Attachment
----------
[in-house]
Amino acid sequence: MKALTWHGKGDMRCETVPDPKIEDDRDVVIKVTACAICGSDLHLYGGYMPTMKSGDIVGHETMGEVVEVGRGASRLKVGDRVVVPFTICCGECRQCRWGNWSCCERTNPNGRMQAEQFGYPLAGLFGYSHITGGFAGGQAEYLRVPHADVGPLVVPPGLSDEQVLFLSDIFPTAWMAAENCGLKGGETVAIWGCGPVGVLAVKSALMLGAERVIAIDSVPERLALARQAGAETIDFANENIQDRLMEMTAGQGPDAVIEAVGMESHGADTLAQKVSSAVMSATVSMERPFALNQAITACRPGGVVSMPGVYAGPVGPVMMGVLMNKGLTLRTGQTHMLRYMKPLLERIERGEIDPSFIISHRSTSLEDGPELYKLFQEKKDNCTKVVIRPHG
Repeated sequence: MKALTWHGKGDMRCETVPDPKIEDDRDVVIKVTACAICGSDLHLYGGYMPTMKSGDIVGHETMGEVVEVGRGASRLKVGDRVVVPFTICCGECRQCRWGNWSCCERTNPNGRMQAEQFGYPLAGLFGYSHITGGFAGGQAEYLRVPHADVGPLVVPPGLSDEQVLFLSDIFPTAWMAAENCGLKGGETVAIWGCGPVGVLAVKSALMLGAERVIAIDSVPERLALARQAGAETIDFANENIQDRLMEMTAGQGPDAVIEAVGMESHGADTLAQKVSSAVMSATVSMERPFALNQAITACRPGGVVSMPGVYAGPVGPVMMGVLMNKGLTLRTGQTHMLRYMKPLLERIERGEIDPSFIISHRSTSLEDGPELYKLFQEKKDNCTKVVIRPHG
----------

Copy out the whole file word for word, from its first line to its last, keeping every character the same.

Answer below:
[in-house]
Amino acid sequence: MKALTWHGKGDMRCETVPDPKIEDDRDVVIKVTACAICGSDLHLYGGYMPTMKSGDIVGHETMGEVVEVGRGASRLKVGDRVVVPFTICCGECRQCRWGNWSCCERTNPNGRMQAEQFGYPLAGLFGYSHITGGFAGGQAEYLRVPHADVGPLVVPPGLSDEQVLFLSDIFPTAWMAAENCGLKGGETVAIWGCGPVGVLAVKSALMLGAERVIAIDSVPERLALARQAGAETIDFANENIQDRLMEMTAGQGPDAVIEAVGMESHGADTLAQKVSSAVMSATVSMERPFALNQAITACRPGGVVSMPGVYAGPVGPVMMGVLMNKGLTLRTGQTHMLRYMKPLLERIERGEIDPSFIISHRSTSLEDGPELYKLFQEKKDNCTKVVIRPHG
Repeated sequence: MKALTWHGKGDMRCETVPDPKIEDDRDVVIKVTACAICGSDLHLYGGYMPTMKSGDIVGHETMGEVVEVGRGASRLKVGDRVVVPFTICCGECRQCRWGNWSCCERTNPNGRMQAEQFGYPLAGLFGYSHITGGFAGGQAEYLRVPHADVGPLVVPPGLSDEQVLFLSDIFPTAWMAAENCGLKGGETVAIWGCGPVGVLAVKSALMLGAERVIAIDSVPERLALARQAGAETIDFANENIQDRLMEMTAGQGPDAVIEAVGMESHGADTLAQKVSSAVMSATVSMERPFALNQAITACRPGGVVSMPGVYAGPVGPVMMGVLMNKGLTLRTGQTHMLRYMKPLLERIERGEIDPSFIISHRSTSLEDGPELYKLFQEKKDNCTKVVIRPHG